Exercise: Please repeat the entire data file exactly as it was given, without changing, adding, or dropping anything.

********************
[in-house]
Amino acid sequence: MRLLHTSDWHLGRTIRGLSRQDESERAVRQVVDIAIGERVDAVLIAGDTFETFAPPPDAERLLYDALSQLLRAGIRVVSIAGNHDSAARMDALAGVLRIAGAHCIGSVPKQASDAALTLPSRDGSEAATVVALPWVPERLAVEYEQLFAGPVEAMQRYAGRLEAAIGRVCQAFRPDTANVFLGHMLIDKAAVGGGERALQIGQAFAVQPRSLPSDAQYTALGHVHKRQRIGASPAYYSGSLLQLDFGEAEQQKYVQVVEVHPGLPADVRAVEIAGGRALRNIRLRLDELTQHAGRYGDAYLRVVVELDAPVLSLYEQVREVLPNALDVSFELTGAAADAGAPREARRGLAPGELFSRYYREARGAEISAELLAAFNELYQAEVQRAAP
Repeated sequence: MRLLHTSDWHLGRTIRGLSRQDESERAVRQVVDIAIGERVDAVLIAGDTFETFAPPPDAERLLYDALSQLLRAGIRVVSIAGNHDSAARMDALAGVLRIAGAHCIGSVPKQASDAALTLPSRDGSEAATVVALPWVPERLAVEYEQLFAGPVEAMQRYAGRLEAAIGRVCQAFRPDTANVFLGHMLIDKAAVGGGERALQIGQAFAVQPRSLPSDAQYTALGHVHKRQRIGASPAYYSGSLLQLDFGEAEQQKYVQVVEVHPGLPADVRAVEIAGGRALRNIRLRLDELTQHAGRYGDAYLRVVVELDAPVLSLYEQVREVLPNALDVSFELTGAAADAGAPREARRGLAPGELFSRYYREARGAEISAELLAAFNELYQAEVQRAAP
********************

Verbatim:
[in-house]
Amino acid sequence: MRLLHTSDWHLGRTIRGLSRQDESERAVRQVVDIAIGERVDAVLIAGDTFETFAPPPDAERLLYDALSQLLRAGIRVVSIAGNHDSAARMDALAGVLRIAGAHCIGSVPKQASDAALTLPSRDGSEAATVVALPWVPERLAVEYEQLFAGPVEAMQRYAGRLEAAIGRVCQAFRPDTANVFLGHMLIDKAAVGGGERALQIGQAFAVQPRSLPSDAQYTALGHVHKRQRIGASPAYYSGSLLQLDFGEAEQQKYVQVVEVHPGLPADVRAVEIAGGRALRNIRLRLDELTQHAGRYGDAYLRVVVELDAPVLSLYEQVREVLPNALDVSFELTGAAADAGAPREARRGLAPGELFSRYYREARGAEISAELLAAFNELYQAEVQRAAP
Repeated sequence: MRLLHTSDWHLGRTIRGLSRQDESERAVRQVVDIAIGERVDAVLIAGDTFETFAPPPDAERLLYDALSQLLRAGIRVVSIAGNHDSAARMDALAGVLRIAGAHCIGSVPKQASDAALTLPSRDGSEAATVVALPWVPERLAVEYEQLFAGPVEAMQRYAGRLEAAIGRVCQAFRPDTANVFLGHMLIDKAAVGGGERALQIGQAFAVQPRSLPSDAQYTALGHVHKRQRIGASPAYYSGSLLQLDFGEAEQQKYVQVVEVHPGLPADVRAVEIAGGRALRNIRLRLDELTQHAGRYGDAYLRVVVELDAPVLSLYEQVREVLPNALDVSFELTGAAADAGAPREARRGLAPGELFSRYYREARGAEISAELLAAFNELYQAEVQRAAP